From the Richmond Examiner, 6/17/1864
TOBACCO WAREHOUSES. – When the war broke out it would have imposed upon the Confederate Government the necessity of erecting numerous large prison, store and barrack accommodations, had it not been that most of the towns numbered among their edifices numerous large and commodious tobacco warehouses and factories, which by the war and the consequent non production of the leaf were soon to be rendered useless to their owners. The Government took possession of these buildings as they were needed from time to time, and very little alteration was required to convert them into hospitals, prison posts, storehouse for army supplies, and guard barracks. Seabrook's, the far-famed Libby, and the not less dreaded Castle Thunder, were all busy, bustling tobacco warehouses before the war, with at least a dozen other hospitals and posts of a military character. While the Yankee Government had to build immense hospital and prison quarters at the outset, the Confederate Government found its war institutions all ready and at hand, and all it had to do was to occupy, with a saving of millions to the treasury.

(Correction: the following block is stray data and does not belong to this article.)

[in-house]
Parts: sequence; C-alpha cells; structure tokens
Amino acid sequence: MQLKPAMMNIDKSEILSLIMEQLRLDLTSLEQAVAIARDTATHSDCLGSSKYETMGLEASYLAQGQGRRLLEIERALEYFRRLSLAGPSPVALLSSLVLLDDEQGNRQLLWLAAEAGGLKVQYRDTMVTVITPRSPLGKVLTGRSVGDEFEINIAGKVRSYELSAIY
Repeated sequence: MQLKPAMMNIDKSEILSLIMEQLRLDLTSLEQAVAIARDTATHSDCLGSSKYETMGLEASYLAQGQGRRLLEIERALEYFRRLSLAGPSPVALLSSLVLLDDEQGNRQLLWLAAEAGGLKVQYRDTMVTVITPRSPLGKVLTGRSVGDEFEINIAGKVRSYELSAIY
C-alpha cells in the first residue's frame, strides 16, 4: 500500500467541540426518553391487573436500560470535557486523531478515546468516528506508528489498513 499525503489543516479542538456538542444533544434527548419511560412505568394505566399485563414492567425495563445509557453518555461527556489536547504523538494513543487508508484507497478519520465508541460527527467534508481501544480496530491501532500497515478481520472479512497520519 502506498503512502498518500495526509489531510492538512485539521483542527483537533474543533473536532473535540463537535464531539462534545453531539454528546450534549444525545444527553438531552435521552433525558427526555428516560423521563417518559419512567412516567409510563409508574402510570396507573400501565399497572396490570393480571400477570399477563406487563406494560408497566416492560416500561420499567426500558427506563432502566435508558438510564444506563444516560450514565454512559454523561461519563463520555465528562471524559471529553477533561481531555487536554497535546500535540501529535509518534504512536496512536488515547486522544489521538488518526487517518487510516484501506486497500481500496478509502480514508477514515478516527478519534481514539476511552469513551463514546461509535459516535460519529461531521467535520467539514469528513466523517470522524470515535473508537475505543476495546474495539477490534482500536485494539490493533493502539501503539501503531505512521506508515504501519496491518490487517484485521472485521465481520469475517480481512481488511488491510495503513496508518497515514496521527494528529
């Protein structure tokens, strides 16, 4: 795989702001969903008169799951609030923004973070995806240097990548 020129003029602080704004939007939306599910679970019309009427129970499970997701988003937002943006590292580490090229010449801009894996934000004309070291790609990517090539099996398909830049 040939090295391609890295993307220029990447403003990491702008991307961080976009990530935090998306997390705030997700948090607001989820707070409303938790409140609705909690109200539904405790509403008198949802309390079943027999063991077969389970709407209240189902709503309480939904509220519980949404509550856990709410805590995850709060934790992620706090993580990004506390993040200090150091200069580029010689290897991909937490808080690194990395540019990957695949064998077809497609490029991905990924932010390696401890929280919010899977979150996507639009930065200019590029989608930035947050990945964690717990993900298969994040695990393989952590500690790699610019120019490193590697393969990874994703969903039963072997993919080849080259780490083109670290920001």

When the storm of war is past the buildings will revert to their uses, none the worse for having aided and abetted in the rebellion and the establishment of Southern Independence.